And so we’ve spent the last two weeks in an echo chamber. The TV personalities exploit Crosby vs. Ovechkin to make the Olympic tournament more approachable for casual fans. Guys like Mike Milbury and Don Cherry try to inflate their Q-ratings by boasting laughably unsound opinions (even if they’re completely entertaining). Less informed, less scrupulous, and even more fame-hungry pundits then pick up those storylines and blow them up to a grotesque, epic scale. And now it’s up to dwindling number of rational minds still left among us (Hollaback, Dan Steinberg!) to reconcile.

Here’s an unremarkable but valid opinion: Ovechkin has had a bad two weeks. He played unspectacularly, and his team lost. Sidney Crosby also played unspectacularly, but he scored a crucial goal, and his team won.  It’s true , but that’s far less entertaining than if I had said…

Alex Ovechkin teeters on the precipice of existential disaster.  Lest he undergo a radical and experimental personality therapy in Palm Springs, Ovie’s urine may not develop the healing qualities that have rendered Sidney Crosby’s as good as cash in some rural Canadian towns.

We’ve all been wrapped up in the emotions of the tournament, but it doesn’t mean we have to talk out our asses.  Michael’s a funny guy, but he’s not serving his audience by being a blowhard.  Until he and the others come around, let’s vote with our mouse-clicks.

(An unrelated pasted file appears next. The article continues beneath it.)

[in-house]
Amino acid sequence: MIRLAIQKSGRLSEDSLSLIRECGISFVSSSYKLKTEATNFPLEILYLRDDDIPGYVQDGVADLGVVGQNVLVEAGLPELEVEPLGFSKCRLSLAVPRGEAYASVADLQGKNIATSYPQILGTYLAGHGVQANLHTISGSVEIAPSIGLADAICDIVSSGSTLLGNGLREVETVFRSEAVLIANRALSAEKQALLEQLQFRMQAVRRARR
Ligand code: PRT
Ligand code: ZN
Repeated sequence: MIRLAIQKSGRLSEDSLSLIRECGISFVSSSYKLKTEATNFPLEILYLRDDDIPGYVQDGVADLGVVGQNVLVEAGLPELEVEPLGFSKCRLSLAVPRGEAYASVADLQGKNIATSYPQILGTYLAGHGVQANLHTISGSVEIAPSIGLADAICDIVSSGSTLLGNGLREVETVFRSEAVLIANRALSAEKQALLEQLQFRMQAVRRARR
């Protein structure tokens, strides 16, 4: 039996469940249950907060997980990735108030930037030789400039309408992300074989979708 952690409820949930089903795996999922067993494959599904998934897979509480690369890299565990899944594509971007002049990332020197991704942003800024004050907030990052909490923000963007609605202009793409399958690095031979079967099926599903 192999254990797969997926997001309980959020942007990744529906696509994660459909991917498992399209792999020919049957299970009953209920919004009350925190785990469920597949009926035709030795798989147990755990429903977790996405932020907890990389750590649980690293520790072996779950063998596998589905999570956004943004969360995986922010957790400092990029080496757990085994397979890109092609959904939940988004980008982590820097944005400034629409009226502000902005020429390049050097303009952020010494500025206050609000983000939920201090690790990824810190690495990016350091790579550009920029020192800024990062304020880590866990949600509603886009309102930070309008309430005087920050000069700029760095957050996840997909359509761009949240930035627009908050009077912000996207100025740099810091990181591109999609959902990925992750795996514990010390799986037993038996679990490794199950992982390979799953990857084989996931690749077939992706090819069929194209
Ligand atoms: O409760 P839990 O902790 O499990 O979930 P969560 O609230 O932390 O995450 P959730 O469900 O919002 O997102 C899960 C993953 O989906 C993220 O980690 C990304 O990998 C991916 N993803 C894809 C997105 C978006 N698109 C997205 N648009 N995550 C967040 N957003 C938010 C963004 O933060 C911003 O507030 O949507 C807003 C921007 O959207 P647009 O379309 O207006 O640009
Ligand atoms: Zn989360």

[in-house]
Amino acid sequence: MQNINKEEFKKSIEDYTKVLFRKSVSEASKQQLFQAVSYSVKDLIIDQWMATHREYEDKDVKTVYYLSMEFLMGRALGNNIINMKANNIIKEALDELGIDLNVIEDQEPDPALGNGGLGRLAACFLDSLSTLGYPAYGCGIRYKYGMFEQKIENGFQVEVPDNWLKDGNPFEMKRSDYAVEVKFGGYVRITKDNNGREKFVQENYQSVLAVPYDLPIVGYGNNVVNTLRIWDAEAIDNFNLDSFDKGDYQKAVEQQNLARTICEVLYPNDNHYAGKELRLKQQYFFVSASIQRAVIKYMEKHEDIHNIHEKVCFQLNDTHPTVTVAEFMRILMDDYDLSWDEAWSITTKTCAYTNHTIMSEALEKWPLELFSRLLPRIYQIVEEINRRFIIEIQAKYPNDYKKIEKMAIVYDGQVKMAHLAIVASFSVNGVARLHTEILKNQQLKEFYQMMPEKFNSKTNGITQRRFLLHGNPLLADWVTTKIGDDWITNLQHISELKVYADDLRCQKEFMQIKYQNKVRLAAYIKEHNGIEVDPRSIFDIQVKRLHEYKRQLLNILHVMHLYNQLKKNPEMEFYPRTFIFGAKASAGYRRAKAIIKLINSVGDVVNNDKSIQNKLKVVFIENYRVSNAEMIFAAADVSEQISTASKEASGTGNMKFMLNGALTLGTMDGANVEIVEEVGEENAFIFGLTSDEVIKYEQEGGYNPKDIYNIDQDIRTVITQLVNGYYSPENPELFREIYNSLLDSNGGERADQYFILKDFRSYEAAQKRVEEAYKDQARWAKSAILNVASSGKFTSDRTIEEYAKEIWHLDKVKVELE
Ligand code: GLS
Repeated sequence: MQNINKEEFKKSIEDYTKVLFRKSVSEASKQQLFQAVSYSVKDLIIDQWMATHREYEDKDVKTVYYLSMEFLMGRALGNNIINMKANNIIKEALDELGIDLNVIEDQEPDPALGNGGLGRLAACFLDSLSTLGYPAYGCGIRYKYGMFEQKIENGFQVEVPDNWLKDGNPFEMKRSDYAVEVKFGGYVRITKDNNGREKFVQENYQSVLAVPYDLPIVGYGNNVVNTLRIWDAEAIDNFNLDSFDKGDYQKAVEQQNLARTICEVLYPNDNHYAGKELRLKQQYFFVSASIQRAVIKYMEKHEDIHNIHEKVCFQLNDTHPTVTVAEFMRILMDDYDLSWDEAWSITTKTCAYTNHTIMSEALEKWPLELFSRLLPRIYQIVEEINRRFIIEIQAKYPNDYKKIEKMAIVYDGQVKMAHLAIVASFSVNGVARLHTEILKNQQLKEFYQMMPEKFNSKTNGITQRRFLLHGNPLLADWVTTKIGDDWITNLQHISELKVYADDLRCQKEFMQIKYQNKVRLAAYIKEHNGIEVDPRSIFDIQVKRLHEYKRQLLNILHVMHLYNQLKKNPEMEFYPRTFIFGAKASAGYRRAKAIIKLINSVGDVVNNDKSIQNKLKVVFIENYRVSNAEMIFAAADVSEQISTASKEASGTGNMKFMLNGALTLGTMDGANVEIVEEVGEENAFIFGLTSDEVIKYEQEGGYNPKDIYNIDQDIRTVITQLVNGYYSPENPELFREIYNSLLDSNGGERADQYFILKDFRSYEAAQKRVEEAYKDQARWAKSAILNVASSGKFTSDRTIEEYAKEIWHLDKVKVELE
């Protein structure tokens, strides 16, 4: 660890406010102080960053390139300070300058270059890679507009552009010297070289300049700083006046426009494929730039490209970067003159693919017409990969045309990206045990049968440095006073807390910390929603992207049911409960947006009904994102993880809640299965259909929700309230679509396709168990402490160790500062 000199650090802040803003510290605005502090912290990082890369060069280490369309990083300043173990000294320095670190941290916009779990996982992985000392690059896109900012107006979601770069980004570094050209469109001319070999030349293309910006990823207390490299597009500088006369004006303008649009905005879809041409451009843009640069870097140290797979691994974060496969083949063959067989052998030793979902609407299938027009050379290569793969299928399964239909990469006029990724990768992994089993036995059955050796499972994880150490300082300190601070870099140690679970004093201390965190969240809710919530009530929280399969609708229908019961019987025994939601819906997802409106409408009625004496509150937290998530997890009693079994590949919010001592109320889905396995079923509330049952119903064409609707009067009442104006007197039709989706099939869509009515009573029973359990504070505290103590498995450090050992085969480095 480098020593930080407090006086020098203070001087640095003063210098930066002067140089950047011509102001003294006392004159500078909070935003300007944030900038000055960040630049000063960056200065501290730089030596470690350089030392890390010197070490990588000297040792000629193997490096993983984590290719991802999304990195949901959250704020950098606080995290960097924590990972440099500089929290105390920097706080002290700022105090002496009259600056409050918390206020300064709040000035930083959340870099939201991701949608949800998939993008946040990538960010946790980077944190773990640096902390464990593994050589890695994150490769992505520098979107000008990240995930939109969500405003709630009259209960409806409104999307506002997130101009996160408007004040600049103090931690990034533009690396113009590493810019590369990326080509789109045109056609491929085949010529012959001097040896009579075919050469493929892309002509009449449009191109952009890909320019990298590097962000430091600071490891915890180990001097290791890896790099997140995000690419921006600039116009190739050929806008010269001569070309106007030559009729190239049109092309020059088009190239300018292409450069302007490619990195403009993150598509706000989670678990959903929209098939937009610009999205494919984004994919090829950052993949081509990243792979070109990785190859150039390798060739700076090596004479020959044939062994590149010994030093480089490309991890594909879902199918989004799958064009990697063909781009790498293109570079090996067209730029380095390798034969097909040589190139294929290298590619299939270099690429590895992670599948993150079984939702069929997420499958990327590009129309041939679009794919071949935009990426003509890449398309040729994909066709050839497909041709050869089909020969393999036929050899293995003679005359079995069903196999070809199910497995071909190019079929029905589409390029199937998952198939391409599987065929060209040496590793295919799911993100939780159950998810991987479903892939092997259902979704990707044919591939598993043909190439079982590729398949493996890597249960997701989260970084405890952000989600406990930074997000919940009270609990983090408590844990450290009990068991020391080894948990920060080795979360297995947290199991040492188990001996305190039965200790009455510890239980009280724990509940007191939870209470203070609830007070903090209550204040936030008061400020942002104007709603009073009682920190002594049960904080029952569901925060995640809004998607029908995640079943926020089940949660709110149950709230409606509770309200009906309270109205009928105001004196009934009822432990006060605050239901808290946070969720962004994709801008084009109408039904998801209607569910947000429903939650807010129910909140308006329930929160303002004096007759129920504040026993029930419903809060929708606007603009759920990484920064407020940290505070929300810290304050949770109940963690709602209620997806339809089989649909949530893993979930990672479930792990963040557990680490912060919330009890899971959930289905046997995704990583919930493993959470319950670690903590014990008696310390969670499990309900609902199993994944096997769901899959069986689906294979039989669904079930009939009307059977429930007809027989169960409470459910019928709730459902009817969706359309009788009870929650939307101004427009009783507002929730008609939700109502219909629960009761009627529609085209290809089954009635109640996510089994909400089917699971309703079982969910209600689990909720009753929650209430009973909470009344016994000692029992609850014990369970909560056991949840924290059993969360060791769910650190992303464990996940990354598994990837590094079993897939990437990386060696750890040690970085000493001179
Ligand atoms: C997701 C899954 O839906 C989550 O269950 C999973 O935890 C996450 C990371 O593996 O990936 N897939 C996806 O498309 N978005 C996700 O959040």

• Victoria (WashCapsRock)

    Everyone (Wilbon) needs to cut Ovechkin some slack. The poor guy had a less than mediocre experience in Vancouver. Sure maybe he should have made himself more available to the press but we don’t know what the Russian Federation imposed as far as rules on the Russian athletes. No, he shouldn’t have shoved the person with the camera but geez wouldn’t you go over the edge having people in your face all the time?

    Ovechkin is an amazing athlete. So to Wilbon, I say leave the hockey coverage to Tarik. To Ovi and the rest of the Caps I say rock on!

  • Chris

    6. Not Sidney Crosby

  • http://www.russianmachineneverbreaks.com Russian Machine Never Breaks

    @Chris, ZING!

    @Victoria, I want Wilbon & co. talking hockey all the time. I just want them to do it in a less boneheaded way.

  • FedFed

    7. OT goal vs Pens.

  • Darren

    Careful what you say: Anything you say pro-Alex Ovechkin (a white guy) will only be interpreted as anti-African American by Michael “Race Card” Wilbon.

  • Doug